Linked by Thom Holwerda on Thu 9th Sep 2010 13:00 UTC
Hardware, Embedded Systems So, we have Intel and AMD. These guys are doing pretty well in laptops, servers, and of course desktops, but when it comes to mobile devices, they've so far been unable to adapt the x86 architecture to the stricter requirements that come with those devices. ARM, on the other hand, pretty much owns this market at this point. And you know what? It's time for Intel and AMD to get worried - really worried. ARM has just announced its Cortex-A15 MPCore chips - which will reach 2.5Ghz in quad-core configurations.
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ARM isn't going for low power here
by theosib on Thu 9th Sep 2010 14:42 UTC
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We're on the cusp of the many-core era. Putting aside supercomputers from the likes of Cray, a consumer, right now, can easily build a machine with two Magny-Cours, for a total of 24 execution cores in one box. And Intel has unveiled some interesting prototypes like their 80-core CMP and Larrabee.

Right now, we're still interested in single-thread performance, and adapting to multicore is difficult. But looking forward, we expect multicore performance to dominate. Assuming you have unlimited parallelism available, it's best to cram as many simple cores onto a die as possible for a given power budget.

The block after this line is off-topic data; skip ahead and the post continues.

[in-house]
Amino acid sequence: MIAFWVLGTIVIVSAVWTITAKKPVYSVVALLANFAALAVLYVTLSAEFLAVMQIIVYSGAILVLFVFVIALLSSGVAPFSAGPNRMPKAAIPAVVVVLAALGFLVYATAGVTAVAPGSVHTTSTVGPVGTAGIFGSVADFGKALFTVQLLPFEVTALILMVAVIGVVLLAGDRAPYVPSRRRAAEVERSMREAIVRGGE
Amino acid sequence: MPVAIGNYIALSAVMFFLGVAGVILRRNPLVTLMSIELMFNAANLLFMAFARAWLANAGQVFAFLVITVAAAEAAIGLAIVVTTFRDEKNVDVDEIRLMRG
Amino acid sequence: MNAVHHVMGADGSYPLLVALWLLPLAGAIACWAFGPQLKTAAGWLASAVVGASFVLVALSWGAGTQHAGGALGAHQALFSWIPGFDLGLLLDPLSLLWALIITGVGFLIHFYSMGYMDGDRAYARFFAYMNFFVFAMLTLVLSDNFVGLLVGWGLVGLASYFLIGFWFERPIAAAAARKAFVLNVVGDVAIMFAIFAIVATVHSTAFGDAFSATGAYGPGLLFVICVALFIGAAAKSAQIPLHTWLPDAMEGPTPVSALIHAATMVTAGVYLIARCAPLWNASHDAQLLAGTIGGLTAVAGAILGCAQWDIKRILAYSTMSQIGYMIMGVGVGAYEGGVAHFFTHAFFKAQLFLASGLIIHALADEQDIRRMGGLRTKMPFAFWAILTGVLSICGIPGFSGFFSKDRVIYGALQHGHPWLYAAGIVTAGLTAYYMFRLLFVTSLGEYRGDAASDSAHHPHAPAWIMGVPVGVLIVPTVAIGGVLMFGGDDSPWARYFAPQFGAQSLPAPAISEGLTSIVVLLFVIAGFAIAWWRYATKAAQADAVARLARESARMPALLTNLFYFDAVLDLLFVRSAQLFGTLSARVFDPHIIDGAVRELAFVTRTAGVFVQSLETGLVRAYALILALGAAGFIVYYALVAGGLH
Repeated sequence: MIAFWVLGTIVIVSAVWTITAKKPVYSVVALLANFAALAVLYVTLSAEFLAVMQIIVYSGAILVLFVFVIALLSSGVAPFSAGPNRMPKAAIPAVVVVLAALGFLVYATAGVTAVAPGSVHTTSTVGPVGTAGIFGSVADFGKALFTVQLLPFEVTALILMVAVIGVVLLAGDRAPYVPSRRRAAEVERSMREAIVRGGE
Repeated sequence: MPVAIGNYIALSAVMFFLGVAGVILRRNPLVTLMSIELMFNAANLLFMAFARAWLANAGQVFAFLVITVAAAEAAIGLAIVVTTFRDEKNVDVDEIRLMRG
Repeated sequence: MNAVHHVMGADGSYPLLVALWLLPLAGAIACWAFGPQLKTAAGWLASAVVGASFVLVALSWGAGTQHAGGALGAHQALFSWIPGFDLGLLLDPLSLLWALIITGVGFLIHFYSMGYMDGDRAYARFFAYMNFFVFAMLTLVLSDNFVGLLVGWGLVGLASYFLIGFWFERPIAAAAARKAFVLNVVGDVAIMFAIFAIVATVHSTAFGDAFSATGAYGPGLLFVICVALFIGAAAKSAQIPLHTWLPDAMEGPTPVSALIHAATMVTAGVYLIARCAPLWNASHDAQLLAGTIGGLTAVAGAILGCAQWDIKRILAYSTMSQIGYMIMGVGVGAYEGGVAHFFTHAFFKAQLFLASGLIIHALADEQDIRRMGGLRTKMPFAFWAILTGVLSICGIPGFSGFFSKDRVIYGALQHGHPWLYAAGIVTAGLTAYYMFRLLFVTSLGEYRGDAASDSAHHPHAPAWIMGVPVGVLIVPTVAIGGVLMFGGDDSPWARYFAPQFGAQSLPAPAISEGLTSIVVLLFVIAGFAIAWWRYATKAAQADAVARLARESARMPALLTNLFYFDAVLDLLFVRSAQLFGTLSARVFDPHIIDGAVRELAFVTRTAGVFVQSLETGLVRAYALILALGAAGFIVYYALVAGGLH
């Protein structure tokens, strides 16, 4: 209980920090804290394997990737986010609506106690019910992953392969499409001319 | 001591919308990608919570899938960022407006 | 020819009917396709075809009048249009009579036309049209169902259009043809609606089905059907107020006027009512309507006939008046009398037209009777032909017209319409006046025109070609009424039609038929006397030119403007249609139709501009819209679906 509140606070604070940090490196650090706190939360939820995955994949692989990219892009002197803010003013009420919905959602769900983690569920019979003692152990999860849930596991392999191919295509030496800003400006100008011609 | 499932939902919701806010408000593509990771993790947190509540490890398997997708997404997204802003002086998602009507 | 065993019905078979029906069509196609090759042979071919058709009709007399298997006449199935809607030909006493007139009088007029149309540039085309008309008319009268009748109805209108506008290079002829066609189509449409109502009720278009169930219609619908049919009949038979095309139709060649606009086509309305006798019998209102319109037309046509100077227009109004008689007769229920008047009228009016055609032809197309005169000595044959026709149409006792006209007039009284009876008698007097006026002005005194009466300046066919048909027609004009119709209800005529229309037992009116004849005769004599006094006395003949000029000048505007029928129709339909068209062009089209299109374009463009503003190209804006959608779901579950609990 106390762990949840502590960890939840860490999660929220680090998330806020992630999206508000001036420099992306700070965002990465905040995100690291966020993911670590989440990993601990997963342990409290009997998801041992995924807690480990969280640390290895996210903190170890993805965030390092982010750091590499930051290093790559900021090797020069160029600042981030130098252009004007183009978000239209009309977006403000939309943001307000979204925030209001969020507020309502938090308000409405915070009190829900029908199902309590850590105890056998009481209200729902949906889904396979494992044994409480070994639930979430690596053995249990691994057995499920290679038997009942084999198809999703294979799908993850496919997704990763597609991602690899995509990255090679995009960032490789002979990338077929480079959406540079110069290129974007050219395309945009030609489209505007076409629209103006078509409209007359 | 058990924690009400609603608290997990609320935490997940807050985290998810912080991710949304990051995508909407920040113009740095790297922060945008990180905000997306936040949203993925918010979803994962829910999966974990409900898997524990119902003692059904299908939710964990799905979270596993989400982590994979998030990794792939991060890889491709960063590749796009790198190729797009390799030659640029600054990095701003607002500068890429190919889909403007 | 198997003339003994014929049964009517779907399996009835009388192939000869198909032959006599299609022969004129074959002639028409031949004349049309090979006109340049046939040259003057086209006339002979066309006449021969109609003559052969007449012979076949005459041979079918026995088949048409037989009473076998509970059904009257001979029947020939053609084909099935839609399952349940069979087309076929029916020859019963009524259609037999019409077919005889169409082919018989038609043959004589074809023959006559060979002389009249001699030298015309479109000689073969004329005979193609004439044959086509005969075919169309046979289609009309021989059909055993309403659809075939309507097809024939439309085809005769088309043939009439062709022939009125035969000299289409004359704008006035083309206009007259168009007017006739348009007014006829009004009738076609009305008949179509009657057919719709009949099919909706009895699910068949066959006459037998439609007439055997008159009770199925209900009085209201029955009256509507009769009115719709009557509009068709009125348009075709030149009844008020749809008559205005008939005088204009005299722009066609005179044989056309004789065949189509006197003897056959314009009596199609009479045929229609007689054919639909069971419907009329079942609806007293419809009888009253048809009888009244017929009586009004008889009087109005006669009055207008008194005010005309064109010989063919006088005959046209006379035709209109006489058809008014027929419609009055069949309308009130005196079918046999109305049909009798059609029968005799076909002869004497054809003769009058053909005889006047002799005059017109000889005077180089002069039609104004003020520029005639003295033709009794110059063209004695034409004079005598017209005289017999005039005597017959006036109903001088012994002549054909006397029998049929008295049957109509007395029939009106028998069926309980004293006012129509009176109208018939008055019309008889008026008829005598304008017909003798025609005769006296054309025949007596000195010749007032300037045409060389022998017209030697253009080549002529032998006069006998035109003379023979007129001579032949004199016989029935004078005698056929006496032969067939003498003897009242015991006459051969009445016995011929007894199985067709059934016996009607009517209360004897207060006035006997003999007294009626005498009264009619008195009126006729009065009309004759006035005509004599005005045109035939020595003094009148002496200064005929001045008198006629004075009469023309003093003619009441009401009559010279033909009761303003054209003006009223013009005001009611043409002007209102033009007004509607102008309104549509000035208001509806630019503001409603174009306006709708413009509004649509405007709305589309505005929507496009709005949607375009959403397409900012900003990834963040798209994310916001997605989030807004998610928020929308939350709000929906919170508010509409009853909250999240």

So rather than a handful of fast x86 cores, we're going to see CPU packages with dozens or hundreds of simple cores like what ARM puts out. Instead of 4 Intel processors in 130 watts, you get 130 1-watt ARM processors in the same space and power budget.

This isn't about conserving power. It's maximizing compute per watt.

ARM processors aren't really just low-power. They're low AVERAGE power. At 32nm leakage (idle) power actually dominates. ARM's strength is and has always been having exceptional computational efficiency to blast through work quickly and then SHUT OFF. With the Cortex A9, the granularity has been refined from while-core down to individual computational functional units in a core. ARM instructions first require less power to decode and execute, because it's a RISC processor and the decode is basically nil, and more computationally efficient because things like predication are built into every instruction.

For a frame of reference, there was an IBM supercomputer designed a few years ago that was made up of, basically, G4 processors. The thing was, the interconnects between processors were the dominant efficiency bottleneck. To pack more compute power into the same space, they underclocked the processors to 800MHz. The cores were more power efficient, so for they could build a bigger supercomputer, and get more compute power for the same power budget.

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